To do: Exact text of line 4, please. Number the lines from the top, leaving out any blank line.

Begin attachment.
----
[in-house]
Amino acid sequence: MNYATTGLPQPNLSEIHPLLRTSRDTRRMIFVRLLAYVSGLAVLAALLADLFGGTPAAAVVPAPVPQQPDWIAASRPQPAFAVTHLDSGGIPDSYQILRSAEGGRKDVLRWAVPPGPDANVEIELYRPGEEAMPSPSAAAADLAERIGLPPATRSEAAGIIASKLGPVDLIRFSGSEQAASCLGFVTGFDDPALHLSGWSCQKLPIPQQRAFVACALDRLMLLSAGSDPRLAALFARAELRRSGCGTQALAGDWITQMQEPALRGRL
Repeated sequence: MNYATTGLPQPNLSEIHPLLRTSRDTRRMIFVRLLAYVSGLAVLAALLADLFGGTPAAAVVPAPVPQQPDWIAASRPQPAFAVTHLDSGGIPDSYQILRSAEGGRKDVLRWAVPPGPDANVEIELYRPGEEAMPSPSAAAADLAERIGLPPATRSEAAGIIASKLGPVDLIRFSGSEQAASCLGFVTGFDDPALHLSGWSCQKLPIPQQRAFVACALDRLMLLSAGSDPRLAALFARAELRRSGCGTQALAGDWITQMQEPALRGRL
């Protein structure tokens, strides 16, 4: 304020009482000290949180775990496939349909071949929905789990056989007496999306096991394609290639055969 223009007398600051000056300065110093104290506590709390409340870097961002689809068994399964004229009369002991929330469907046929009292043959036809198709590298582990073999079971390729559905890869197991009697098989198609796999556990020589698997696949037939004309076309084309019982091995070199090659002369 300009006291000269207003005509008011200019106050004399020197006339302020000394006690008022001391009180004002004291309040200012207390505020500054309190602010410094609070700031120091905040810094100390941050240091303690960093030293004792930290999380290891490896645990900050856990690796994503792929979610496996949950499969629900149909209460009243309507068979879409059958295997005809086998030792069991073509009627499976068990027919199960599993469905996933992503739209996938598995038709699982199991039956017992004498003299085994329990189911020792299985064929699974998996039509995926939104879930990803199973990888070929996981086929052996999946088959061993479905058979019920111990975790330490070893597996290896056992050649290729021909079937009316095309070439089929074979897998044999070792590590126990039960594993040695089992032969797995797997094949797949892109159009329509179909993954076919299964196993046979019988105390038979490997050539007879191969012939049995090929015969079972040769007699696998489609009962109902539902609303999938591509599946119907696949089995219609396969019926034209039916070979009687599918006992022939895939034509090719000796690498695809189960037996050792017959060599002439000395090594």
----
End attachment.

């Protein structure tokens, strides 16, 4: 304020009482000290949180775990496939349909071949929905789990056989007496999306096991394609290639055969 223009007398600051000056300065110093104290506590709390409340870097961002689809068994399964004229009369002991929330469907046929009292043959036809198709590298582990073999079971390729559905890869197991009697098989198609796999556990020589698997696949037939004309076309084309019982091995070199090659002369 300009006291000269207003005509008011200019106050004399020197006339302020000394006690008022001391009180004002004291309040200012207390505020500054309190602010410094609070700031120091905040810094100390941050240091303690960093030293004792930290999380290891490896645990900050856990690796994503792929979610496996949950499969629900149909209460009243309507068979879409059958295997005809086998030792069991073509009627499976068990027919199960599993469905996933992503739209996938598995038709699982199991039956017992004498003299085994329990189911020792299985064929699974998996039509995926939104879930990803199973990888070929996981086929052996999946088959061993479905058979019920111990975790330490070893597996290896056992050649290729021909079937009316095309070439089929074979897998044999070792590590126990039960594993040695089992032969797995797997094949797949892109159009329509179909993954076919299964196993046979019988105390038979490997050539007879191969012939049995090929015969079972040769007699696998489609009962109902539902609303999938591509599946119907696949089995219609396969019926034209039916070979009687599918006992022939895939034509090719000796690498695809189960037996050792017959060599002439000395090594």